She sprinkles a handful along the winding labyrinth
each skin a reminder of every child's hand which held on as long as it could
each a flower petal along the balloon pyre
the hot desert ground
the dreamcatcher

Saturday, April 5, 2014

Day 6: Loneless Awareness Month

I have all
but forgotten what
month that is-

Day 5: Nursery Rhyme

The bar stunk of people encrusted to their bar seats. Humpty
Hump sang something stupid and everyone began to bounce. A girl dumped tea
on her date because he wouldn't let her have another drink. I sat
on the edge of the pool table until someone said don't sit
on that. "I brought you here to teach you about life," my dad said in a
slurry mess. "Just have a look around. Read the lines on the wall."
The graffiti, he must have meant. I did. I didn't get it. Hum...pity
I never got my dad, either. Dumb pity
is all I had for him. But he was the only parent I had.
And the story goes he wasn't my real dad. He dated my mom when a
truck ran her down, and there was no one else around. A great
man, my teacher said, until my grades began to fall.
That's when we began home schooling. "All
you need to know about life is learned by living it. The
teachers know only what they were taught to teach you, but the kings
and queens of the world learned by living. School is for breaking horses.
This is your classroom." He opened his arms wide and
spun around the bar. "Everything is your classroom. All
the world. All the world's a stage. Remember? The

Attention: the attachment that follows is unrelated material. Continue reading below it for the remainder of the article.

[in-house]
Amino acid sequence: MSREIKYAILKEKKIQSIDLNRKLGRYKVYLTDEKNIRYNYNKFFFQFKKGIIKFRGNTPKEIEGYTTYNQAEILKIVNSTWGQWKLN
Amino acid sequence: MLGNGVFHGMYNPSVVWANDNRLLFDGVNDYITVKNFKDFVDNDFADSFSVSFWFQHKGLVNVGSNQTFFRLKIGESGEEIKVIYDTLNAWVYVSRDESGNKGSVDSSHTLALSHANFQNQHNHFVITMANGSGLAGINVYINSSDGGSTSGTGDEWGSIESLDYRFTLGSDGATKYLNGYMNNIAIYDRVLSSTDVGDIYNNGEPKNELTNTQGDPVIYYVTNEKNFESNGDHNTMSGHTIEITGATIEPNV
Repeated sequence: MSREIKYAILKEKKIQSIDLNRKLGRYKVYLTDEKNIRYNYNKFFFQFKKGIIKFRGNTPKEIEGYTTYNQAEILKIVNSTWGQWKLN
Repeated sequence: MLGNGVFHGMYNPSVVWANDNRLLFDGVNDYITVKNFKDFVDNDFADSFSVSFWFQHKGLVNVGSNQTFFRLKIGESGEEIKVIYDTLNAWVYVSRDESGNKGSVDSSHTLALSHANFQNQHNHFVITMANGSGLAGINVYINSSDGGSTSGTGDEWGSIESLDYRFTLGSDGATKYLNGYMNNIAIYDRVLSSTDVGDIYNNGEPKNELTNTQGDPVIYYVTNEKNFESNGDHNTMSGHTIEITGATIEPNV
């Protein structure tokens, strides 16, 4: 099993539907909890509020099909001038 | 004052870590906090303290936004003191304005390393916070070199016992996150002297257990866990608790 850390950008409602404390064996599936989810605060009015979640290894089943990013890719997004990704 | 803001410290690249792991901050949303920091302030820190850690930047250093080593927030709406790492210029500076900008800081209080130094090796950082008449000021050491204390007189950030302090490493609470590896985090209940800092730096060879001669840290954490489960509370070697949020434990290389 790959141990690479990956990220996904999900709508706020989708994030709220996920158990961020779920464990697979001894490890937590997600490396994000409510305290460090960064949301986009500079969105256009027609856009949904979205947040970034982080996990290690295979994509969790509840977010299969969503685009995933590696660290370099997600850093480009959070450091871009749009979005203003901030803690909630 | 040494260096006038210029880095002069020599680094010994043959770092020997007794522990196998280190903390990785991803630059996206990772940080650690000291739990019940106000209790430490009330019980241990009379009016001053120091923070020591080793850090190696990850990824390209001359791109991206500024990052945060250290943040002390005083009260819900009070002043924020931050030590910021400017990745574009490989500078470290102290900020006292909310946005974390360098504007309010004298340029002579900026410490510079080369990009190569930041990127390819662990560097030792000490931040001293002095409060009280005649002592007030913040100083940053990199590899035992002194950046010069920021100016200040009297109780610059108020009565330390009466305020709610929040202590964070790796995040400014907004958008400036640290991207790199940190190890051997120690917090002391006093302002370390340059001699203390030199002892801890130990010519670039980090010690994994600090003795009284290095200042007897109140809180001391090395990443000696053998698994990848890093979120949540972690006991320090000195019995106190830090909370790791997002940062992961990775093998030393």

guy who said that? Elvis. He had no schooling and he was the king of kings.
And when it comes to men (I was fourteen)...when it comes to men-
You'll learn right here in the world what you couldn't
ever learn there, but that's for later. Right now put
your head on straight and your eyes on clear." Another Humpty
song came on and we danced together.
I'll never be this young again.

Thursday, April 3, 2014

Day 3: Rand

Christmas Vacation, early 70's.
Father Randy gave communion in our garage. I knelt and look up into the easy smiling face of the angel priest, the keeper of secrets, the giver of kindness, the kindergartener.

Forgotten Month, early 70's.
Randy called. He was finally home from eye surgery. My deep chasm of loneliness overflowed with joy. It took nine seconds from hanging up the phone to knocking on his door - I counted. He stood in his pajamas and tender smile. His eye was so blood red it scared me. I made an excuse and took the long walk home and cried. I cried because I couldn't look at him.

Summer, mid 70's.
The day of his grandpa's funeral they brought him over to swim with me. He was at that age where he was too old to cry and too young for funerals. We swam, propped our elbows on the edge of the pool and talked, and swam some more. I asked him about Papu. He answered from the heart. I don't remember the words.

Summer, early 80's.
The four of us ruled the Mary Star Fiesta, as usual.

Summer, early 80's
Catalina. I was a hormonal mess. I shouted, "I don't want to have to babysit him the whole week!" THOSE words I remember. Why did it have to be those words? I have never forgiven myself.

Summer, mid 80's.
Fiesta time. I'm standing with his sister and two of mine. Randy introduces his girlfriend to everyone but me. Revenge is sweet. But I thought Randy was sweeter than that. Maybe he had just - - forgotten me.

Winter, early 2000's.
His dad died. I walk into the funeral home and feel a tap on my shoulder. I know that easy, thoughtful face. It breaks my heart. I open my arms for communion.

Spring, mid 2000's.
I see him at my parents' 50th anniversary dinner. We share awkward pauses and conversation. I miss our effortlessness. I have forgotten our words. I remember thinking: Tell him you love him and always will. Tell him you wish to spend time together, to not be forgotten. Invite him over. We don't have to talk. We can just dunk our heads and swim.